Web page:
“Crochet” meets machine knitting techniques: tuck lace trims and fabrics 1

Any discussion of crochet like fabrics on home knitting machines, whether single or double bed, invariably lead to looking at gathered loops, whether created as a hand technique using holding or automated by using the tuck setting. The function of the card remains the same when cam buttons are engaged, regardless of whether knitting single or double bed. In Brother machines punched holes result in needles being selected to D position (brother has no C), those needles will knit (second color in FI, thin yarn in thread lace / B feeder). Unpunched areas remain in B position, and will tuck or slip, (color 1/A feeder FI, both yarns together in thread lace) based on cam settings. Another Brother feature is that the needle tape to help with markings for stitch counts, pattern repeats, etc. centers between 2 # 1 needle positions. This can cause some confusion when translating patterns from other makers that rely on needle position numbers only for their directions.

I often use punchcard designs on my electronic machines after isolating the repeat, most often for the sake of speed and convenience. Swapping out the needle tape for the electronic with one for a punchcard machine makes identifying and placing repeats easier. In Brother punchcard machines tapes the heavy solid line, followed by a thin line on alternate sides, reflects each 24 stitch repeat. Repeats on these KMs are fixed, there is no option for altering the starting position. When using electronics in some patterns, aside from the added convenience of color-reverse for minimal “drawing”, it is helpful to know that the punchcard design reflects what happens on the purl side, so letters, etc are reversed on the knit side. As a result, when translating for electronics, some patterns may also require being flipped horizontally. Using the markings on needle tape is pointless if the tape is not properly centered. Check needle “bow” mark at 100 on the left side, the last needle on that side should rest directly in its center. As the retainer bar begins to loosen a bit from wear, the tape may start shifting position, and cello tape may be needed to anchor it in place

Marking colors have varied over the years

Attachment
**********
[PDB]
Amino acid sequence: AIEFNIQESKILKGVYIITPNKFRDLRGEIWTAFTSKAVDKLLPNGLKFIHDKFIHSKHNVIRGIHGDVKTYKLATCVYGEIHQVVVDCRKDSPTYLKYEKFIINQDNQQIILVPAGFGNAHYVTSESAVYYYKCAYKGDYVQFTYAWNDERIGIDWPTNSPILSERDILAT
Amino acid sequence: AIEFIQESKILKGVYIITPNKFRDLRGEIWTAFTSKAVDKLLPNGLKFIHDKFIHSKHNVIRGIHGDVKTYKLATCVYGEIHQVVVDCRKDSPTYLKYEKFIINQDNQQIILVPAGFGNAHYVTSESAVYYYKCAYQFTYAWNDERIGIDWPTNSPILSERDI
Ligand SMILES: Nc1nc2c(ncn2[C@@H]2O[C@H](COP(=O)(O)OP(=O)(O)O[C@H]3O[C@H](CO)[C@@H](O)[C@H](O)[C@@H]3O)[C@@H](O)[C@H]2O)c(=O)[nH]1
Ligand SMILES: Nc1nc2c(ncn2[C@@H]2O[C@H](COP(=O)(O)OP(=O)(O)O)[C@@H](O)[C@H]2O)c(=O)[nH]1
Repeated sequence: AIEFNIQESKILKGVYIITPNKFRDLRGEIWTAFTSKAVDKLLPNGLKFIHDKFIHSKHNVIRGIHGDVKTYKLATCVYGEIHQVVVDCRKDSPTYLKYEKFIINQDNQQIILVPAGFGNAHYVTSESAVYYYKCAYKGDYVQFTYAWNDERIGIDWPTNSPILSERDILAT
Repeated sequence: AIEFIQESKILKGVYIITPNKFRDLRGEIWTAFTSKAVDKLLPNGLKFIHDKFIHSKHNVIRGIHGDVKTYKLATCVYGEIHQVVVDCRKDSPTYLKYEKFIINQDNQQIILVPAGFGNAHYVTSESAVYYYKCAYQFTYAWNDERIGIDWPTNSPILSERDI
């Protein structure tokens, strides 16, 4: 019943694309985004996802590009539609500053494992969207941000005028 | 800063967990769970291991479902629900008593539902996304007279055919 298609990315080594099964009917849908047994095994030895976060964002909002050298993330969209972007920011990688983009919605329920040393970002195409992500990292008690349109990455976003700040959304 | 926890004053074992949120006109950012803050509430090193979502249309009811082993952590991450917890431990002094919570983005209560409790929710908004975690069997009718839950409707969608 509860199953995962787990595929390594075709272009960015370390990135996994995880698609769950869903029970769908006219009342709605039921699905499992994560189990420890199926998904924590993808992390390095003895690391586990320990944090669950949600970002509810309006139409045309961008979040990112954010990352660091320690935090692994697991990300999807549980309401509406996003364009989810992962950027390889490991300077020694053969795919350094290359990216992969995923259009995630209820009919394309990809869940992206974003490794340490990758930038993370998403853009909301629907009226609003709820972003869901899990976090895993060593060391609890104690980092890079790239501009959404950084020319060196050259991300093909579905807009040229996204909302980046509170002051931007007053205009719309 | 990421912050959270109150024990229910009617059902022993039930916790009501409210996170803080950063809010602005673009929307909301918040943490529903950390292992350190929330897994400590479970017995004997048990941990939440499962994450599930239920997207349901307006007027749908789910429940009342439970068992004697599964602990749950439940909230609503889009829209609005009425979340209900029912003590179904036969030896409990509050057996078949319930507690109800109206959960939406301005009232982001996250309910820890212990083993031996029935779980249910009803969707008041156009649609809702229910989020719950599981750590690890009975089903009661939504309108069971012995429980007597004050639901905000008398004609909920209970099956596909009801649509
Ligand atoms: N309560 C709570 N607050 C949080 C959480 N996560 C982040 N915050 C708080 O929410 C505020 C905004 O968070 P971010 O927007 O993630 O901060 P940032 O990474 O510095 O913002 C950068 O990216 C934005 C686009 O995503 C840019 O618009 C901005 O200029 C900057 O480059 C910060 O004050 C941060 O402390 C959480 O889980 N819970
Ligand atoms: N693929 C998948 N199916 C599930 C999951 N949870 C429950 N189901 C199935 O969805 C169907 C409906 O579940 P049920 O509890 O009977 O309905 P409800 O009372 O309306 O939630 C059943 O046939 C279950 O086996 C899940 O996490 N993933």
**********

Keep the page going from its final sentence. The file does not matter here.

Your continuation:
“Trims” can be any width, from narrow to wider bands. Punching cards is enough work so that it is worthwhile to get as many functions or fabrics out of each card as possible. Various software makes it easy to check repeat tiling, or simply scan/copy the card with black paper behind it, cut it up, and cello segments together to sort out needle placement. I chart mostly in Excel, old fashioned colored pencils, and graph paperwork just fine

self-drawn punchcard for Brotherside by side repeats in this instance, left side needs some adjustment

got a pre-punched card? tucks occurring for 3 rows for an all-over pattern,  or trim choosing a section of repeat Studio card (use appropriate starting row for the machine)same needle arrangement, tucks will now occur for 4 rows

Love your ribber? use any tuck lace appropriate card. Transfer any or all of the needles to be left in A position (OOW) on the main bed onto the ribber, and you will have a pattern combining knit and purl stitches. Use waste yarn, ravel cord, and ribber comb with weights through waste yarn. Cast ons and bind-offs may require planning and choice depending on yarn used and the number of rows tucking. These in turn result in a stretch in width and diminished length proportionately in the body of the finished fabric. After casting on and setting up both beds, set ribber on P (so needles on both beds are directly opposite each other) to center ribber created vertical columns between those on the opposite bed.

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